Diamond used in pre-eclampsia breakthrough
Researchers from the University of Cambridge have used Diamond Light Source to solve the 3D structure of a protein that plays a major role in hypertension in pre-eclampsia.
Pre-eclampsia is a condition that occurs in around 5% of pregnancies, where the mother’s blood pressure increases (hypertension) and too much protein is leaked into the urine. It leads to the death of 10 women and 1,000 babies in the UK every year.There is currently no cure for the condition. The solution is to deliver the baby early as it is understood that pre-eclampsia is associated to a problem with the blood vessels in the placenta. Protein crystal structures solved at Diamond have led to a new insight into pre-eclampsia and the processes behind its main symptom, hypertension. In turn, this will lead to research into new therapies to combat the condition.
Twenty years ago, along with his colleague Dr Penny Stein, Prof. Robin Carrell from the Department of Haematology at the Cambridge Institute for Medical Research (CIMR) embarked on a study of angiotensinogen, the “black sheep” of the serpin family since it is not known to inhibit other enzymes, unlike the rest of its family. With the help of synchrotron facilities, first Daresbury and now Diamond, Prof. Carrell and his colleagues have solved the 3D structure of angiotensinogen and made a breakthrough in understanding hypertension, in particular when it occurs during pregnancy and leads to pre-eclampsia.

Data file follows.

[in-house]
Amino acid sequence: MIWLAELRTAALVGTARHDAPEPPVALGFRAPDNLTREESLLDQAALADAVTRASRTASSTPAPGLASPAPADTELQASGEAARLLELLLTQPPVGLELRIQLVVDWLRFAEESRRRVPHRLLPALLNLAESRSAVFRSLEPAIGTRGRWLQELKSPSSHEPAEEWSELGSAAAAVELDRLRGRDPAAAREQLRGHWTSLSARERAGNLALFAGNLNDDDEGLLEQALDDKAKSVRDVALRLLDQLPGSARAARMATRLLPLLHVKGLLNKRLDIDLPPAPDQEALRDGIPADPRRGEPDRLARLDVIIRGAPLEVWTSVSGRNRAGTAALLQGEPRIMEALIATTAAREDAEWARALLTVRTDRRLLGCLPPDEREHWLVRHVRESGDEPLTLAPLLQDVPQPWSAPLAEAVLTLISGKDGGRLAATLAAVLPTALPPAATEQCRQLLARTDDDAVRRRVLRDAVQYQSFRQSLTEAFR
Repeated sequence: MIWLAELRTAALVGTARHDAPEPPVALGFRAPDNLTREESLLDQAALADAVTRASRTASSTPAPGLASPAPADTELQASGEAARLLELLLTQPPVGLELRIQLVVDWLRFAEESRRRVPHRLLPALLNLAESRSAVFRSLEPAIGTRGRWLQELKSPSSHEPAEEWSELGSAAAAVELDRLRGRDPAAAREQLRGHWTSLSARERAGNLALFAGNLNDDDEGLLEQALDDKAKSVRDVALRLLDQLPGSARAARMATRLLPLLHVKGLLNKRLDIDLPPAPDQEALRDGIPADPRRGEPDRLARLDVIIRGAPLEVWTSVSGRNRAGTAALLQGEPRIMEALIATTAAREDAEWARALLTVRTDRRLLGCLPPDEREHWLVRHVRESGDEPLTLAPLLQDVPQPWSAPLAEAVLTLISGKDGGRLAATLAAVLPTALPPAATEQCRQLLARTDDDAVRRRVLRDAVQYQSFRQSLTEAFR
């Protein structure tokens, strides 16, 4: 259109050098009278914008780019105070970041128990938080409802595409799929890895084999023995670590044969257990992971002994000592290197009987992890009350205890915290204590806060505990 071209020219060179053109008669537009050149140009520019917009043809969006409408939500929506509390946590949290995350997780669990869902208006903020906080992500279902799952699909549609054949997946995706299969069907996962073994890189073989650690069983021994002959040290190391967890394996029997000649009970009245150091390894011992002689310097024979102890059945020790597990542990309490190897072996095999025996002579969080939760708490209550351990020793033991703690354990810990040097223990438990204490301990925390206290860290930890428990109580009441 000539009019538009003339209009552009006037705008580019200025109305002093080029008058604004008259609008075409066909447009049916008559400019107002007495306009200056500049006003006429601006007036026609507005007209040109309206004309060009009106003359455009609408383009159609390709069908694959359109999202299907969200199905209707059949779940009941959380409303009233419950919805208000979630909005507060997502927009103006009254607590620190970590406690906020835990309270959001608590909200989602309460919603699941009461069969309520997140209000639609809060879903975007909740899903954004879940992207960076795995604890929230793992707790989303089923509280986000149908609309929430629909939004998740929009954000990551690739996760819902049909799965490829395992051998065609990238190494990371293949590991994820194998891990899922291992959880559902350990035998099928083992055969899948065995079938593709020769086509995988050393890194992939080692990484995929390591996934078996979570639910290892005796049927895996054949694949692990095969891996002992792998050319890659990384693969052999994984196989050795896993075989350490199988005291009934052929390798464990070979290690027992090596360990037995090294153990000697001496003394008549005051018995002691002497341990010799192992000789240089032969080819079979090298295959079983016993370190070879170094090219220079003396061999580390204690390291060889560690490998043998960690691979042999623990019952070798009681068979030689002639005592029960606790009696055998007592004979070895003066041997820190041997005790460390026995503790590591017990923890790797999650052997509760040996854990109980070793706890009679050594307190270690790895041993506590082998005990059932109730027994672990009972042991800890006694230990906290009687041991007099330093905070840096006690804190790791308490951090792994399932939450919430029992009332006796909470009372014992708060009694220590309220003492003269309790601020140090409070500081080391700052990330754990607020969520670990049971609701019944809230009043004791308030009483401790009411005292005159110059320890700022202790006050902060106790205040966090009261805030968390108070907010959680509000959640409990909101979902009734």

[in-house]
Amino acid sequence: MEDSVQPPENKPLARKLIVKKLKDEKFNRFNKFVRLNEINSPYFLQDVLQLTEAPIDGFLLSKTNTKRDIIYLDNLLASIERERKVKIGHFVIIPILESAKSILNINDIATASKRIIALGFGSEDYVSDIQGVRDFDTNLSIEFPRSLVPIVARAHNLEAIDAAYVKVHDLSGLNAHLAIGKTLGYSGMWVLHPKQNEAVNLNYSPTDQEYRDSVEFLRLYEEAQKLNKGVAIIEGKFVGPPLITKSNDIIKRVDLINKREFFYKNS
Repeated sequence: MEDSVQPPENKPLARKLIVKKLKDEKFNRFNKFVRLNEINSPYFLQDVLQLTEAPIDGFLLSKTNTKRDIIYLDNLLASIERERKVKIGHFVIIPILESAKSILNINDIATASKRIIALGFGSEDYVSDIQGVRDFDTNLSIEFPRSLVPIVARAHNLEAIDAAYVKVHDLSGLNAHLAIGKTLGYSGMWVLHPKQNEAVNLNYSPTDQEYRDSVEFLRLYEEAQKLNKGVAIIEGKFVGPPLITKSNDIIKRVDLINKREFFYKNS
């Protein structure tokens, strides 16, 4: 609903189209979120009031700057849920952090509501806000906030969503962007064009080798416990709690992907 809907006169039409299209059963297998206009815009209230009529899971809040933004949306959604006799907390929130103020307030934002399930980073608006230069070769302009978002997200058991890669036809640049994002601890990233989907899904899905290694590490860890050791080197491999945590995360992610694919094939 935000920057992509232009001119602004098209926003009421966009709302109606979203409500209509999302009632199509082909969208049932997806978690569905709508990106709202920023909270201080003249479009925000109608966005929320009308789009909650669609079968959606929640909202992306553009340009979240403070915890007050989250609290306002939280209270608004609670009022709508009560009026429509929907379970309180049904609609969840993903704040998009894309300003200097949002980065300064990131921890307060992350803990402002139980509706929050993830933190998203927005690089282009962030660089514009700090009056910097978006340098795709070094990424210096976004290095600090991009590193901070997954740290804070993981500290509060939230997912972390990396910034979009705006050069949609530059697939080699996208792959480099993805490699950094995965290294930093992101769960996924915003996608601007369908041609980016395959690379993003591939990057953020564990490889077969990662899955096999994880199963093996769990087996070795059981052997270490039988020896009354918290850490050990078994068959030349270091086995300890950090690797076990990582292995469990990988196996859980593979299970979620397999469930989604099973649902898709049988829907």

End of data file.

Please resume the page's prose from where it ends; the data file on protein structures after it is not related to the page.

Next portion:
Prof. Randy Read and Dr Aiwu Zhou from the Department of Haematology at the CIMR led the crystallography side of the study.
Prof. Randy Read, Department of Haematology at the CIMR
Through using Diamond’s macromolecular crystallography (MX) beamlines I02, I03 and I04, the group solved the 3D structure of the complex of angiotensinogen and renin, the enzyme responsible for releasing the protein that causes hypertension. Their beamtime led to an unsuspected discovery.
Complex of human angiotensinogen (right) with renin (left), showing how the conformation changes to expose the peptide bond that is cleaved, which is now in the active site of renin.
Prof. Carrell, Department of Haematology at the CIMR
The group’s findings will reinforce efforts to develop therapies for pre-eclampsia and increase their efficacy.
Aiwu Zhou, Robin W. Carrell, Michael P. Murphy, Zhenquan Wei, Yahui Yan, Peter L. D. Stanley, Penelope E. Stein, Fiona Broughton Pipkin & Randy J. Read.
A redox switch in angiotensinogen modulates angiotensin release.
Nature. DOI: 10.1038/nature09505